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Curling Yarn
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Jul 22, 2012 20:33:01   #
karen2835
 
I've heard it recommended that we should use the K1P1 (not sure if that's garter or seed stitch) pattern when we first start making something to prevent the project from 'curling'........is it also recommended to do this same pattern when we're working with a chunky yarn? I am using Red Heart's Buttercup yarn and was wondering if anyone has had problems with the yarn curling? I wouldn't think so, but............that's why I come to the professionals.
 
Jul 22, 2012 21:03:43   #
Hilary4 (a regular here)
 
Any mix of k1,p1 (rib or seed stitch) or k2,p2, or garter stitch (k every row) is necessary to stop ANY thickness of any yarn type curling. It is stocking stitch that curls - just the nature of the beast.
Jul 22, 2012 21:05:48   #
IndigoSpinner (a regular here)
 
K1, P1 is either seed stitch (if the knits are above the purls) or 1X1 rib (if the knits are above the knits). Either way, you shouldn't have a project that curls. This should work with any yarn from lace to bulky.

I'm not familiar with Red Heart Buttercup yarn, but any balanced yarn should not curl. Most commercial yarns are reasonably balanced.

Did that answer your question, or am I confused?
Jul 22, 2012 21:10:49   #
Dreamweaver
 
It is the stitch that makes yarn curl, not the actual fiber.... What are you making? If it is a scarf or a blanket, you will probably want an edge treatment of some kind... just a few stitches... I usually do garter stitch Knit every row for about 4 or 5 stitches at each side and at top and bottom a few rows.....
Jul 22, 2012 21:15:22   #
karen2835
 
I am remembering when I would make a dishcloth and I would do a K1 P1 all the way across for maybe 3 or 4 rows, but that was with plain cotton yarns so then really I guess it wouldn't hurt to do it with a chunkier yarn, although Buttercup isn't that chunky, it's not like a homespun yarn. I was just hoping to maybe not have to rip it out and start over, which seems to be the norm for me here lately. :-(
Jul 22, 2012 23:11:40   #
IndigoSpinner (a regular here)
 
Dreamweaver wrote:
It is the stitch that makes yarn curl, not the actual fiber.... What are you making? If it is a scarf or a blanket, you will probably want an edge treatment of some kind... just a few stitches... I usually do garter stitch Knit every row for about 4 or 5 stitches at each side and at top and bottom a few rows.....


A singles yarn (which is by definition, overspun) or a yarn that's overspun and underplyed, or a yarn that's overplied will curl and knot up. You can block it out of a yarn, but as soon as you wash it, it'll go back to the way it was and skew the knitting.

If you've ever knitted something in stockinette stitch, and then looked at the knit side and seen, not a row of nice, neat Vs along each row, but something with one leg of the stitch vertical and the other at a less extreme angle than usual, you are using an unbalanced yarn.

I'm seeing a lot of yarns these days that are not balanced, and won't produce the nice, even Vs on the right side of stockinette. When you see that, probably whatever you knitted with it is going to skew when you wash what you made.
 
Jul 23, 2012 07:26:07   #
DenzelsMa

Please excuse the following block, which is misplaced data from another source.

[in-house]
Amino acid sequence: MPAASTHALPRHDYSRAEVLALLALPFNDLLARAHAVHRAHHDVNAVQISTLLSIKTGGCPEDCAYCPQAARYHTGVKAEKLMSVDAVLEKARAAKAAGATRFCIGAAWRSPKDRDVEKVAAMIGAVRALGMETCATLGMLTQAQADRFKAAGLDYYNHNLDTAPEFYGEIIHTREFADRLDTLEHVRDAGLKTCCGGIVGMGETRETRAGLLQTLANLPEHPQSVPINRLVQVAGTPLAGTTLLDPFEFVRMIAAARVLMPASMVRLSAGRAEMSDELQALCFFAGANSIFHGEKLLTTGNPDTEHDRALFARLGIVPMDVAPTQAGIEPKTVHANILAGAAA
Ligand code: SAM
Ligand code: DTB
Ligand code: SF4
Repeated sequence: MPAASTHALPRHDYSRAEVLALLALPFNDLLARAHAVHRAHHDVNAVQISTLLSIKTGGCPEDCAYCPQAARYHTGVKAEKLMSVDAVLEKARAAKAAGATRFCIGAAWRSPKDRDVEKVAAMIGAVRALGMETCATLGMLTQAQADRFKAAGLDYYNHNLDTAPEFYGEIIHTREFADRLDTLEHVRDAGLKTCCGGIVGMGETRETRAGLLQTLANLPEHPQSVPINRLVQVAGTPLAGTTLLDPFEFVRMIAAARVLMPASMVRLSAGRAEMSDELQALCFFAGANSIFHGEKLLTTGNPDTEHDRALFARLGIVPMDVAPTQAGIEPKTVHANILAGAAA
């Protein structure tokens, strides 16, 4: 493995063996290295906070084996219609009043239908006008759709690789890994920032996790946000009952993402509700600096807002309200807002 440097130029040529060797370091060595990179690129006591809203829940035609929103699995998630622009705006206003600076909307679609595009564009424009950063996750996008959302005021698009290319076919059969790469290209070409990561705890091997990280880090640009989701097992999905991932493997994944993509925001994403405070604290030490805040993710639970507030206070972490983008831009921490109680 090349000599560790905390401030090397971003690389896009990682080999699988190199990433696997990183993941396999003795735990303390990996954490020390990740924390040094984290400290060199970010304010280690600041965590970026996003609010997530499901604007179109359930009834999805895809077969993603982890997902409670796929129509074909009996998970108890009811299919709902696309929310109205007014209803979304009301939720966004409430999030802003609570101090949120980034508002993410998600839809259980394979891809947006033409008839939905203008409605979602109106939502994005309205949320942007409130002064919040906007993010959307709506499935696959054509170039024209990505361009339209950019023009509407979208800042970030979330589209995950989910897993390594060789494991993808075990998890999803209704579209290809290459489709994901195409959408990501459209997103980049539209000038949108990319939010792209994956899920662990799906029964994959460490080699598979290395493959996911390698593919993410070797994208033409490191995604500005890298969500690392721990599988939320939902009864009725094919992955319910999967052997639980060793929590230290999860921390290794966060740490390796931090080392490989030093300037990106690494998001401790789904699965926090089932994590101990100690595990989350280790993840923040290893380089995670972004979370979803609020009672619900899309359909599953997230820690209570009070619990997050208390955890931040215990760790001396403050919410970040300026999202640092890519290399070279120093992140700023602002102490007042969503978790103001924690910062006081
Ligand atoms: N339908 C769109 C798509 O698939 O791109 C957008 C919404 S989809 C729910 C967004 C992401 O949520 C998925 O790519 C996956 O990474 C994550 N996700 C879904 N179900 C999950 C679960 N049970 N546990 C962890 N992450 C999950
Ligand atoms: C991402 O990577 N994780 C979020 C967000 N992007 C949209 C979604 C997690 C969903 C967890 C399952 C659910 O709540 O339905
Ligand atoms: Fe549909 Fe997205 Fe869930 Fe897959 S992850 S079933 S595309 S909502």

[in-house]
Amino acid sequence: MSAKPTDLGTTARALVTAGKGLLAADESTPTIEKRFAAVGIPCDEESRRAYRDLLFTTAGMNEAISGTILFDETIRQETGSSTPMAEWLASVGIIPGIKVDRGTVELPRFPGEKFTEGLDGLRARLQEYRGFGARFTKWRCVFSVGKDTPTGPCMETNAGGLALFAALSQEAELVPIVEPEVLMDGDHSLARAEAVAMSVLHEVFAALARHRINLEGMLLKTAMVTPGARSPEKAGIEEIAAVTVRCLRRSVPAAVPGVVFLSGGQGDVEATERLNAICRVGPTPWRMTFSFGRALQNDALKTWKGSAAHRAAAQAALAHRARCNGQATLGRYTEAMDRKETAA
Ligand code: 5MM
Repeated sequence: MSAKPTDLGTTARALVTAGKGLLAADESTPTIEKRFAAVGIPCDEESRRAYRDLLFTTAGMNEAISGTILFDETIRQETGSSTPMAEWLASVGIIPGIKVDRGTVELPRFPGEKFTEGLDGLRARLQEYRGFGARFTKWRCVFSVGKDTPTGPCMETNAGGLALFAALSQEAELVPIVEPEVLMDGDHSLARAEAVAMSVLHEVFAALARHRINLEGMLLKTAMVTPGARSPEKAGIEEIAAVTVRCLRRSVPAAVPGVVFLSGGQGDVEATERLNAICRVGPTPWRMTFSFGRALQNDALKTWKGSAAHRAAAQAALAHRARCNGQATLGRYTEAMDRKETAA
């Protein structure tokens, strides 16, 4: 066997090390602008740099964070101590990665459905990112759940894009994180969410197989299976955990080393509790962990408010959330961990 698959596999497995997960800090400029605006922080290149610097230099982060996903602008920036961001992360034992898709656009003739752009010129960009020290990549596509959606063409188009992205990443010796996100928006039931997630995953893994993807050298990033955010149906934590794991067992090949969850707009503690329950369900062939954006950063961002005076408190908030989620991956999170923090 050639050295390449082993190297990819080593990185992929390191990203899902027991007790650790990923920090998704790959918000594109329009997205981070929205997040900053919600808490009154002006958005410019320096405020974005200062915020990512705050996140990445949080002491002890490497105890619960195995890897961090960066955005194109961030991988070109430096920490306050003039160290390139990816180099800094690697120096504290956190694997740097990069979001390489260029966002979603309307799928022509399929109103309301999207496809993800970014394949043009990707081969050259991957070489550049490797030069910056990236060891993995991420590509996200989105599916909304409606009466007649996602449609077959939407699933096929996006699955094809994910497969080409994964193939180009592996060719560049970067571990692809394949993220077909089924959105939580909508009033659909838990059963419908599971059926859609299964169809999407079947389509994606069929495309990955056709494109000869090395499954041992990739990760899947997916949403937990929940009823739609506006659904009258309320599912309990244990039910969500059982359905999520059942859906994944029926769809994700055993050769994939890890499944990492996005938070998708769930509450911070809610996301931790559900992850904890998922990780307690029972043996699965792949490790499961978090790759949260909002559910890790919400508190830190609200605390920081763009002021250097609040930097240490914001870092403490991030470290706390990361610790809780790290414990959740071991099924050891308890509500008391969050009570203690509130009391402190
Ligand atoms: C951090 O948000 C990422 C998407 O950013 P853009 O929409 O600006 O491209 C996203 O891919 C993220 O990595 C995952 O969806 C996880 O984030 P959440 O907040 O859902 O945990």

karen2835 wrote:
I've heard it recommended that we should use the K1P1 (not sure if that's garter or seed stitch) pattern when we first start making something to prevent the project from 'curling'........is it also recommended to do this same pattern when we're working with a chunky yarn? I am using Red Heart's Buttercup yarn and was wondering if anyone has had problems with the yarn curling? I wouldn't think so, but............that's why I come to the professionals.


K1,P1 might be 1 x 1 ribbing. It could also be seed stitch (moss st in the UK). It depends what you do on the next row. If you work the stitches as set, i.e. a purl where you did a knit on the row before, and a knit where you did a purl, then that's ribbing. If you knit a st on row 1 and knit the same st in row 2, and similarly with the purl sts, then that's seed st. Either of this often stop curling but it's not guaranteed. Some yarns just curl no matter what you do.
I have a curling problem with crochet and blocking was advised by a couple of members. I don't normally block but it's worth a try. It might also be the answer for you.
Di
Jul 23, 2012 07:54:43   #
Jmklous
 
Some of my projects even curl with cotton or worsted weight after the 4 rows of seed stitch. As soon as the stockinette starts the des stitch rolled over. So does anyone have a solution to that maybe? Also I made a purse and te top had to be stockinette. It was sock weight also and after it felted it roll Ed and stuck to itself. Does anyone have a solution to that either? I am baffled and this curling thing. I used to crochet and just started knitting and my work never curled lol
Jul 23, 2012 07:58:27   #
gotridge
 
If knitting stockinett I slip the first stitch of the row and knit into the back stitch of the last stitch of each row. This keeps the edges from rolling.
Jul 23, 2012 09:11:05   #
DenzelsMa
 
I thought you meant curling at the bottom of the knitting. Someone seems to think you meant curling of the side edges. Sorry if my post wasn't helpful.
Di
Jul 23, 2012 09:42:24   #
gotridge
 
I may have gotten it wrong. I was referring to he sides.
 
Jul 23, 2012 10:23:15   #
LilgirlCA (a regular here)
 
Stockinette stitch will curl regardless of the size or weight of the yarn. The purl row is shorter then the knit row and that makes it curl
Jul 23, 2012 22:38:00   #
sandypandy
 
I am new. You guys have already helped. Thanks so much
 
          
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